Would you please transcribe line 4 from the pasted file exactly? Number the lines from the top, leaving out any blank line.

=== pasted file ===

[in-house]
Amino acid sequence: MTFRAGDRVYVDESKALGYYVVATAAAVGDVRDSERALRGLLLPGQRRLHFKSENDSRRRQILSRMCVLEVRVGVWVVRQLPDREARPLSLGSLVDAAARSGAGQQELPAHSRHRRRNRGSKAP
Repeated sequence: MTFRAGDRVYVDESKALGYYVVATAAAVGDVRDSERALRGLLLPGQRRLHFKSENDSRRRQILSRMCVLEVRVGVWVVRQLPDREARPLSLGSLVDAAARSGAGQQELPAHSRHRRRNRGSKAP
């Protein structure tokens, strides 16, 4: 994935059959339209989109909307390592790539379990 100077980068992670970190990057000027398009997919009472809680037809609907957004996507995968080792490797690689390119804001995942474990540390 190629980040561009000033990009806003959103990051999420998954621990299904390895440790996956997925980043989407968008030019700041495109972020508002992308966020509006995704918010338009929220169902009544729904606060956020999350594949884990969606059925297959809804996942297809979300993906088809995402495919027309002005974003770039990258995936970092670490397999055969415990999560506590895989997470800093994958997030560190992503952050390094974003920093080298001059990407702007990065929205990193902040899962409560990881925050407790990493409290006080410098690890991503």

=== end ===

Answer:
């Protein structure tokens, strides 16, 4: 994935059959339209989109909307390592790539379990 100077980068992670970190990057000027398009997919009472809680037809609907957004996507995968080792490797690689390119804001995942474990540390 190629980040561009000033990009806003959103990051999420998954621990299904390895440790996956997925980043989407968008030019700041495109972020508002992308966020509006995704918010338009929220169902009544729904606060956020999350594949884990969606059925297959809804996942297809979300993906088809995402495919027309002005974003770039990258995936970092670490397999055969415990999560506590895989997470800093994958997030560190992503952050390094974003920093080298001059990407702007990065929205990193902040899962409560990881925050407790990493409290006080410098690890991503």